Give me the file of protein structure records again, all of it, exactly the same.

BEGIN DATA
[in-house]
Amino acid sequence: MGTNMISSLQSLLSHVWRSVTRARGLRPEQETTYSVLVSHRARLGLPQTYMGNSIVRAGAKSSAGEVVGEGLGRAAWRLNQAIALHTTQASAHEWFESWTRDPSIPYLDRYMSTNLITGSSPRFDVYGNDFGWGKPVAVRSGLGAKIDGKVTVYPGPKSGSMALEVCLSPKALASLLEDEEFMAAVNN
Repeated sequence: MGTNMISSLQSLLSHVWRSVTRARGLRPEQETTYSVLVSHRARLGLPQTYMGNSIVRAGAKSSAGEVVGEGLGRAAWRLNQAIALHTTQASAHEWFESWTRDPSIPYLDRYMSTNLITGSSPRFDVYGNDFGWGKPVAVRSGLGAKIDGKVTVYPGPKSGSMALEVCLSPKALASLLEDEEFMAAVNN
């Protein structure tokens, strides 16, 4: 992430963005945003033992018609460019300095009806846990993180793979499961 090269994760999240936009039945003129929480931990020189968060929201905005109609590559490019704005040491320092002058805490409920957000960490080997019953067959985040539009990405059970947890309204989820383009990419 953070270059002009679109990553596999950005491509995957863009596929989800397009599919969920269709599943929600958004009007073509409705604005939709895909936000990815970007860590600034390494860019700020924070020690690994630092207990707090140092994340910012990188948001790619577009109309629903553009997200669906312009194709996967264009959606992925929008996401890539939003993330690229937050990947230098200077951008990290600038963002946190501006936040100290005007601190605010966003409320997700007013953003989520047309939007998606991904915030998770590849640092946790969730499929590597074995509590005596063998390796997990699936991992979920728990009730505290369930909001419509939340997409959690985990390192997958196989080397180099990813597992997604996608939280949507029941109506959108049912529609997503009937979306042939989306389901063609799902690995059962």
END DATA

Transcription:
[in-house]
Amino acid sequence: MGTNMISSLQSLLSHVWRSVTRARGLRPEQETTYSVLVSHRARLGLPQTYMGNSIVRAGAKSSAGEVVGEGLGRAAWRLNQAIALHTTQASAHEWFESWTRDPSIPYLDRYMSTNLITGSSPRFDVYGNDFGWGKPVAVRSGLGAKIDGKVTVYPGPKSGSMALEVCLSPKALASLLEDEEFMAAVNN
Repeated sequence: MGTNMISSLQSLLSHVWRSVTRARGLRPEQETTYSVLVSHRARLGLPQTYMGNSIVRAGAKSSAGEVVGEGLGRAAWRLNQAIALHTTQASAHEWFESWTRDPSIPYLDRYMSTNLITGSSPRFDVYGNDFGWGKPVAVRSGLGAKIDGKVTVYPGPKSGSMALEVCLSPKALASLLEDEEFMAAVNN
């Protein structure tokens, strides 16, 4: 992430963005945003033992018609460019300095009806846990993180793979499961 090269994760999240936009039945003129929480931990020189968060929201905005109609590559490019704005040491320092002058805490409920957000960490080997019953067959985040539009990405059970947890309204989820383009990419 953070270059002009679109990553596999950005491509995957863009596929989800397009599919969920269709599943929600958004009007073509409705604005939709895909936000990815970007860590600034390494860019700020924070020690690994630092207990707090140092994340910012990188948001790619577009109309629903553009997200669906312009194709996967264009959606992925929008996401890539939003993330690229937050990947230098200077951008990290600038963002946190501006936040100290005007601190605010966003409320997700007013953003989520047309939007998606991904915030998770590849640092946790969730499929590597074995509590005596063998390796997990699936991992979920728990009730505290369930909001419509939340997409959690985990390192997958196989080397180099990813597992997604996608939280949507029941109506959108049912529609997503009937979306042939989306389901063609799902690995059962």